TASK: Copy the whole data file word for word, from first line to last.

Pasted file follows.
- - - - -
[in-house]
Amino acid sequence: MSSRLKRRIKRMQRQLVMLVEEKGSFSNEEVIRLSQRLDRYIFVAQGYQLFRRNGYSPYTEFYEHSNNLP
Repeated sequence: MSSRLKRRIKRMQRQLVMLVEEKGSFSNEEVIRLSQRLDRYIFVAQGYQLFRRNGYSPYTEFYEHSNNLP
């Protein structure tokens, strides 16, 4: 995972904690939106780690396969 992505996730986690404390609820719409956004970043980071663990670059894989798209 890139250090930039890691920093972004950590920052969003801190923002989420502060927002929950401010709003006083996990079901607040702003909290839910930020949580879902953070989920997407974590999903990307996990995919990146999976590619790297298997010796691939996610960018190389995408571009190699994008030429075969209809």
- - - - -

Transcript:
[in-house]
Amino acid sequence: MSSRLKRRIKRMQRQLVMLVEEKGSFSNEEVIRLSQRLDRYIFVAQGYQLFRRNGYSPYTEFYEHSNNLP
Repeated sequence: MSSRLKRRIKRMQRQLVMLVEEKGSFSNEEVIRLSQRLDRYIFVAQGYQLFRRNGYSPYTEFYEHSNNLP
């Protein structure tokens, strides 16, 4: 995972904690939106780690396969 992505996730986690404390609820719409956004970043980071663990670059894989798209 890139250090930039890691920093972004950590920052969003801190923002989420502060927002929950401010709003006083996990079901607040702003909290839910930020949580879902953070989920997407974590999903990307996990995919990146999976590619790297298997010796691939996610960018190389995408571009190699994008030429075969209809």